There are a lot of opinions about when a writer becomes an author. A lot of people seem to feel you start as a writer, and only become an author after you have been published.
Scorn is heaped upon anyone that does not respect the proper flow, the process of becoming an author. The proper use of "Author".
This is nonsense. ...
a person who has written a particular text.
"the writer of the letter"
a person who writes books, stories, or articles as a job or regular occupation.
"the distinguished travel writer Freya Stark"
a writer of a book, article, or report.
"he is the author of several books on the subject"
be the author of (a book or piece of writing).
"she has authored several articles on wildlife"
I use Eric C Bailey, Author because I had to pick one, and preferred how Author sounded and looked. Not because it is better, it means the same thing.
So demanding a preferred usage of author, or of writer, is the all too often seen semantic BS.
ProWritingAid (multiple platforms, web browsers)
Next up in my series about software that I use is ProWritingAid which works in
as described in the previous Newb Files and the Erratum at the beginning of this newsletter.
WARNING: Do NOT have the same file open in Scrivener and ProWritingAid. You will receive a warning message, but don't let it get that far.
ProWritingAid is my choice for grammar and punctuation software. Like grammar and punctuation, software relating to English is messed up. Period.
When I was testing the various options I quickly settled on two options: ProWritingAid and Grammarly.
While testing the same text fragment, these two programs (apps) would have the opposite suggestions to fix it. This is not acceptable, at least not in any other context. It's normal unfortunately in grammar-related issues.
English is a mess, despite what most grammarians would tell you.
So, ProWritingAid is a lot better than nothing, but it takes a lot of decisions (by you) regarding what to ignore and what to accept to improve your writing. As they all do.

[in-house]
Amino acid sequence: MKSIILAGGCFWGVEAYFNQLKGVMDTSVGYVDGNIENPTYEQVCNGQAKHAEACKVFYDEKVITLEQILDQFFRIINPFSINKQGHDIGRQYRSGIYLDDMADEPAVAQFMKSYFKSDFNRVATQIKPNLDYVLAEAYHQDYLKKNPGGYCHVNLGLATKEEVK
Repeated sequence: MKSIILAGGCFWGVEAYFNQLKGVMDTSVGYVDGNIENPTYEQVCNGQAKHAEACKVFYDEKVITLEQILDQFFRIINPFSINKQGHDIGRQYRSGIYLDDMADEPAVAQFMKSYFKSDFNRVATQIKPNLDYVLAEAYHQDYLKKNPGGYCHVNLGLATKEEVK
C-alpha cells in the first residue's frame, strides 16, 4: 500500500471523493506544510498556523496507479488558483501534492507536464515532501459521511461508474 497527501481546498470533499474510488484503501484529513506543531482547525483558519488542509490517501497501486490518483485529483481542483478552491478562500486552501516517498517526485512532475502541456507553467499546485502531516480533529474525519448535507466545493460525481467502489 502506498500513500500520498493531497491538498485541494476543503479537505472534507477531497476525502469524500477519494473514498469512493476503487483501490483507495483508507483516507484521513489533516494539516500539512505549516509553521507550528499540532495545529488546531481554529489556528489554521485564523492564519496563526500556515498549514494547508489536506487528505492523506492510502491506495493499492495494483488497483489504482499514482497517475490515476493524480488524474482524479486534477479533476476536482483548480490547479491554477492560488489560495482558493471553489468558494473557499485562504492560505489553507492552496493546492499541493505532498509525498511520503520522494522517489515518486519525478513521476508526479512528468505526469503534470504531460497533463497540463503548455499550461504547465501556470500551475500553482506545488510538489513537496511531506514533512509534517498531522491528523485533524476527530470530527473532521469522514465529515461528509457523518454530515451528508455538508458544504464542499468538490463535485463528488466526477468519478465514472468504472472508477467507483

The primary reason I use it is that it works with Scrivener files directly. Allowing you to step through scene by scene (in the desktop version of ProWritingAid) as explained previously.
I tried it for a year and then purchased a lifetime (80 years) subscription for half price. At the time, that was $200 and change in US funds.
This type of software is so imprecise, so directed by the user (you), that the full price of $400 US is a ridiculous amount to pay. Paying half that still hurt. ...
Monthly Newb Moment
Nothing is writing, except writing.
Eric C Bailey
Remember that writing is not the thing that happens at your computer, typing is the thing that happens at your computer. Writing is the thing you can do anywhere, anytime at all. ...
So which is correct? I think both are.
The first quote has been on my website since it went live. It is, in fact, my tagline. ...
The second is how I work, at least 90% of the time.
I will often expand on, fill in, details (as in adding layers or growing the snowflake) at the computer, but in general I just write (type) what I have come up with previously.
Of the six short stories I have written, four have had the full plot outlined in my head while sitting in the lazy-boy in our living room. Three out of four worked, so, that's not bad.
My apologies to the four people who read draft versions of the one plot that didn't work.
The problem with the V.E. Schwab quote is, there has to be a time limit. If ALL you do is THINK about plot lines, themes, characters, character arcs, etc. and never write it down you are NOT writing.
No one will read it, no one will enjoy it, and, yes, no one will criticize it. Suck it up and write it.
At some point you have to write it, on paper, into a text editor, or preferably, into Scrivener.
Is this a Monthly Newb Moment or an Opinion piece? Meh, doesn't matter. ...
Below are links to a few short stories I wrote. The first three are the results from an exercise in 'voice' for the diymfa.com writing course I took in the spring of 2020. The fourth is the second short story I ever wrote, which I wrote as an entry for the 2020 CBC Short Story Prize.
Clicking a button will take you to my author website.